Obama appoints an SEIU man with ties to Blago.
One of Big Labor’s priorities in Washington is to place allies in key government jobs where they can overturn existing labor policy without battles in Congress. This is a very good reason for the Senate to hold a hearing on the nomination of Craig Becker to the National Labor Relations Board (NLRB).
Mr. Becker is associate general counsel at the Service Employees International Union (SEIU), which is most recently in the news for its close ties to Acorn, the disgraced housing shakedown operation. President Obama nominated Mr. Becker in April to the five-member NLRB, which has the critical job of supervising union elections, investigating labor practices, and interpreting the National Labor Relations Act. In a 1993 Minnesota Law Review article, written when he was a UCLA professor, Mr. Becker argued for rewriting current union-election rules in favor of labor. And he suggested the NLRB could do this by regulatory fiat, without a vote of Congress.
Yet now that he could soon have the power to act on this conviction, Mr. Becker won’t tell Congress if this is what he still believes. In written responses to questions from Republican Orrin Hatch, Mr. Becker promised only to “maintain an open mind about whether [his] suggestions should be implemented in any manner.” That sounds like his mind is made up but he won’t admit it lest it hurt his confirmation.
Mr. Becker also won’t give a clear answer about his role in preparing several pro-labor executive orders issued by President Obama shortly after inauguration. Mr. Becker’s name was found in at least one of the documents, suggesting that he had written it.
When asked by Sen. Hatch if he was “involved or responsible in any way” for these executive orders, Mr. Becker responded: “I was not responsible for [the specific executive orders] except as described below. As a member of the Presidential Transition Team, I was asked to provide advice and information concerning a possible executive order of the sort described. I was involved in researching, analyzing, preliminary drafting, and consulting with other members of the Transition team.” In other words, Mr. Becker was the main author but would rather not say so explicitly.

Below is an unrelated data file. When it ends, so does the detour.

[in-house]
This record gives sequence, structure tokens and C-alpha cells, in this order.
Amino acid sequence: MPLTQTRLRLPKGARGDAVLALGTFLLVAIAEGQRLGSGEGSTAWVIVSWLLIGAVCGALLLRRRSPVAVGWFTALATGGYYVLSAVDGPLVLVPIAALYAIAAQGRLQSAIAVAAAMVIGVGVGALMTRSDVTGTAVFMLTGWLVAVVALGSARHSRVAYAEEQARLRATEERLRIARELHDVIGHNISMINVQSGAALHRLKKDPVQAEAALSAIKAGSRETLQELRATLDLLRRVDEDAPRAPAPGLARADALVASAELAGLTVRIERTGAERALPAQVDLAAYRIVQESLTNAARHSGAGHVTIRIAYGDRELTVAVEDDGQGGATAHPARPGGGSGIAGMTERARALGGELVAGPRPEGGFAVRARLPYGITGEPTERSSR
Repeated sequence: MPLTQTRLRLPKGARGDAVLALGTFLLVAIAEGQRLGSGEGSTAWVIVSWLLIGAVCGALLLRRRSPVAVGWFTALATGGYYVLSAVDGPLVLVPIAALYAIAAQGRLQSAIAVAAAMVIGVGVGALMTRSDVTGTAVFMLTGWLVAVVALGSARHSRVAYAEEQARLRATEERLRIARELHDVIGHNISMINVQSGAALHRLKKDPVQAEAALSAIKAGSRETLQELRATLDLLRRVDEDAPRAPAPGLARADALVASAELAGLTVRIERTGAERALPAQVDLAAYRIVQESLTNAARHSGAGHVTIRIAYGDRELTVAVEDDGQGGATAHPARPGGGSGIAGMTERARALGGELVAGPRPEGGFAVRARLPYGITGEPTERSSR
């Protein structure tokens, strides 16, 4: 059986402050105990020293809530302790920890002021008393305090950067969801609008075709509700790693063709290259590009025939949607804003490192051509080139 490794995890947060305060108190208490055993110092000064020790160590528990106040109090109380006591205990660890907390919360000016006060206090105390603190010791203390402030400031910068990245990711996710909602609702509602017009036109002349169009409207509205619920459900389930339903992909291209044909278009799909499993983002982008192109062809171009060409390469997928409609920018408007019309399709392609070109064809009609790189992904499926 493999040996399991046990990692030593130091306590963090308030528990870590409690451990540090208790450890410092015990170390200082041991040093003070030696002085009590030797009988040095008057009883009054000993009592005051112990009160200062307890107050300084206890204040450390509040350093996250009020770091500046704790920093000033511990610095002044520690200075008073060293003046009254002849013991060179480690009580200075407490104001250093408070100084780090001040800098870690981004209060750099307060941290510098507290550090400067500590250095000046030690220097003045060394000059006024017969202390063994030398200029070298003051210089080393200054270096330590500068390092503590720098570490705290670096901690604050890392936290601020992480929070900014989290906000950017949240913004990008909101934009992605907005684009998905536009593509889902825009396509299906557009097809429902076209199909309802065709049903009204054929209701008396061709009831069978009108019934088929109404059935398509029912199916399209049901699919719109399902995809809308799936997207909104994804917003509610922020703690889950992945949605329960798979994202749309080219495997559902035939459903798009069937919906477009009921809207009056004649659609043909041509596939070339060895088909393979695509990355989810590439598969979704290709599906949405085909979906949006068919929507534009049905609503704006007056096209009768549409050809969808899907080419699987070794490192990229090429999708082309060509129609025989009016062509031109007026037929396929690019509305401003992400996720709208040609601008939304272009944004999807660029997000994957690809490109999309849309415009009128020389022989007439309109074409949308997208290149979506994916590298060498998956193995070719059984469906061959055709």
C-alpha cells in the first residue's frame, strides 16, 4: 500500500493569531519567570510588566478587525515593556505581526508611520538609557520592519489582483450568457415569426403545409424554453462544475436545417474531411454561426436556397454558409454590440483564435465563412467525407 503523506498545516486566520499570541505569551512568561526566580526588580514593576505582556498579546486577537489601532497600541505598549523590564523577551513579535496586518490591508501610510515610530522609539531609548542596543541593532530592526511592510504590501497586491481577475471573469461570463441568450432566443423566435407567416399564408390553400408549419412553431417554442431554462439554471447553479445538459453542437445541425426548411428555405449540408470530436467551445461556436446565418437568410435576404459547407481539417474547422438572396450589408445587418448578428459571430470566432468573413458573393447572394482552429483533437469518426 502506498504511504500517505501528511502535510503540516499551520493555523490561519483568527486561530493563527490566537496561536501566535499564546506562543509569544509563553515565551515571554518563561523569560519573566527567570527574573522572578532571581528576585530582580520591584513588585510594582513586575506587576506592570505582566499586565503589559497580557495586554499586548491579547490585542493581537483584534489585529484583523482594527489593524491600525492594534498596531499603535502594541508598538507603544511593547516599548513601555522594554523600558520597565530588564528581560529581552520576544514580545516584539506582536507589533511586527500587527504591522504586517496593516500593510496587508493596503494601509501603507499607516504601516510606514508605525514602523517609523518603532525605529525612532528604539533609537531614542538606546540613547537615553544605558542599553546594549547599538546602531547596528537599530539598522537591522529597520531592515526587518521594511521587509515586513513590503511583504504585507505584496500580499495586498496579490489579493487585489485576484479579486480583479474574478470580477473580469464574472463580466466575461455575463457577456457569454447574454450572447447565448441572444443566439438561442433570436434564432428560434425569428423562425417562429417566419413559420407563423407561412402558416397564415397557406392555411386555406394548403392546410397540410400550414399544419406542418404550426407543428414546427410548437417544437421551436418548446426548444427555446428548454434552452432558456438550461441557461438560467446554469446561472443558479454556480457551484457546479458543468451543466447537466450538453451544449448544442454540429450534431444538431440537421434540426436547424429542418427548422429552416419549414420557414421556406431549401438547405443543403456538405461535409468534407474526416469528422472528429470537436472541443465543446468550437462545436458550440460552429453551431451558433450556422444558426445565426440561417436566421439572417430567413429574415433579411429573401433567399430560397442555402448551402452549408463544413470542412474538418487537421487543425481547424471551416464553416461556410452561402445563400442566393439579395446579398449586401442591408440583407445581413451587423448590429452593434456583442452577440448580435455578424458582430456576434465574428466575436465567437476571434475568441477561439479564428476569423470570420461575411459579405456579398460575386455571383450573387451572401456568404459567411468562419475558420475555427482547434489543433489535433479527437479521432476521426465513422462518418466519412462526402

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A hiring tax credit returns from the dead.
The White House is finally coming to realize that taxes affect job creation. Terrific. Its solution seems to be to bribe employers for hiring new workers, albeit only for a couple of years. Less than terrific.
Alarmed by the rising jobless rate, Democrats are scrambling to “do something” to create jobs. You may have thought that was supposed to be the point of February’s $780 billion stimulus plan, and indeed it was. White House economists Christina Romer and Jared Bernstein estimated at the time that the spending blowout would keep the jobless rate below 8%.
The nearby chart compares the job estimates the two economists used to help sell the stimulus to the American public to the actual jobless rate so far this year. The current rate is 9.8% and is expected to rise or stay high well into the election year of 2010. Rarely in politics do we get such a clear and rapid illustration of a policy failure.
This explains why political panic is beginning to set in, and various panicky ideas to create more jobs are suddenly in play. The New York Times reports that one plan would grant a $3,000 tax credit to employers for each new hire in 2010. Under another, two-year plan, employers would receive a credit in the first year equal to 15.3% of the cost of adding a new worker, an amount that would be reduced to 10.2% in the second year and then phased out entirely. Why 15.3%? Presumably because that’s roughly the cost of the payroll tax burden to hire a new worker.